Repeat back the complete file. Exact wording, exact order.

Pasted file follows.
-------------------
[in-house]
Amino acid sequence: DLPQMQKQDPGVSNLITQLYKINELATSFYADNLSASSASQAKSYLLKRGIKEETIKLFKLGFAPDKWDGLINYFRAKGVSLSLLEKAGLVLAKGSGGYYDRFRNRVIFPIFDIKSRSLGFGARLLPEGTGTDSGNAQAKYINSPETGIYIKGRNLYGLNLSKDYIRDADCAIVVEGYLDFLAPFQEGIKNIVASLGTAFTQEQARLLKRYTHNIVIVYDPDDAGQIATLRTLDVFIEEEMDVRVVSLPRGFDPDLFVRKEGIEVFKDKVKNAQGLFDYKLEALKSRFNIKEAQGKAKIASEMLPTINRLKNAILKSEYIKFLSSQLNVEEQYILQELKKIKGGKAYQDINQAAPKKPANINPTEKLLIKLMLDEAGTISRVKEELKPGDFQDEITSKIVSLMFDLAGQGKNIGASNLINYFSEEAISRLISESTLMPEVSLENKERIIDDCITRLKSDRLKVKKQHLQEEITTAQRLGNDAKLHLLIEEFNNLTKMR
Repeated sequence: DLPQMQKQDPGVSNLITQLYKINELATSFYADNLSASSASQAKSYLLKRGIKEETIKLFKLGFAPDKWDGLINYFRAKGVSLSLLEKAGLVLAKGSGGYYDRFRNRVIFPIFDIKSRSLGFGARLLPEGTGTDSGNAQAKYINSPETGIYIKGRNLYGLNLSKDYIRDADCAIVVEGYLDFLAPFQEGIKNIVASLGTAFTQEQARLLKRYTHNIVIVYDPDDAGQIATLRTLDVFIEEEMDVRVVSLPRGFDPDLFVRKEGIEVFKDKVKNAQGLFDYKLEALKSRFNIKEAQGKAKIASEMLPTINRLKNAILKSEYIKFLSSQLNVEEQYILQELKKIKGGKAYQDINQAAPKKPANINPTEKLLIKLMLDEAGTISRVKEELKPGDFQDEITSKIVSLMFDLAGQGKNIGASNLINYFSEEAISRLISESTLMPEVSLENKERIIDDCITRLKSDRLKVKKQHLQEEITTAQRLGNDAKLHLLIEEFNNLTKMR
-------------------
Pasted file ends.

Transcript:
[in-house]
Amino acid sequence: DLPQMQKQDPGVSNLITQLYKINELATSFYADNLSASSASQAKSYLLKRGIKEETIKLFKLGFAPDKWDGLINYFRAKGVSLSLLEKAGLVLAKGSGGYYDRFRNRVIFPIFDIKSRSLGFGARLLPEGTGTDSGNAQAKYINSPETGIYIKGRNLYGLNLSKDYIRDADCAIVVEGYLDFLAPFQEGIKNIVASLGTAFTQEQARLLKRYTHNIVIVYDPDDAGQIATLRTLDVFIEEEMDVRVVSLPRGFDPDLFVRKEGIEVFKDKVKNAQGLFDYKLEALKSRFNIKEAQGKAKIASEMLPTINRLKNAILKSEYIKFLSSQLNVEEQYILQELKKIKGGKAYQDINQAAPKKPANINPTEKLLIKLMLDEAGTISRVKEELKPGDFQDEITSKIVSLMFDLAGQGKNIGASNLINYFSEEAISRLISESTLMPEVSLENKERIIDDCITRLKSDRLKVKKQHLQEEITTAQRLGNDAKLHLLIEEFNNLTKMR
Repeated sequence: DLPQMQKQDPGVSNLITQLYKINELATSFYADNLSASSASQAKSYLLKRGIKEETIKLFKLGFAPDKWDGLINYFRAKGVSLSLLEKAGLVLAKGSGGYYDRFRNRVIFPIFDIKSRSLGFGARLLPEGTGTDSGNAQAKYINSPETGIYIKGRNLYGLNLSKDYIRDADCAIVVEGYLDFLAPFQEGIKNIVASLGTAFTQEQARLLKRYTHNIVIVYDPDDAGQIATLRTLDVFIEEEMDVRVVSLPRGFDPDLFVRKEGIEVFKDKVKNAQGLFDYKLEALKSRFNIKEAQGKAKIASEMLPTINRLKNAILKSEYIKFLSSQLNVEEQYILQELKKIKGGKAYQDINQAAPKKPANINPTEKLLIKLMLDEAGTISRVKEELKPGDFQDEITSKIVSLMFDLAGQGKNIGASNLINYFSEEAISRLISESTLMPEVSLENKERIIDDCITRLKSDRLKVKKQHLQEEITTAQRLGNDAKLHLLIEEFNNLTKMR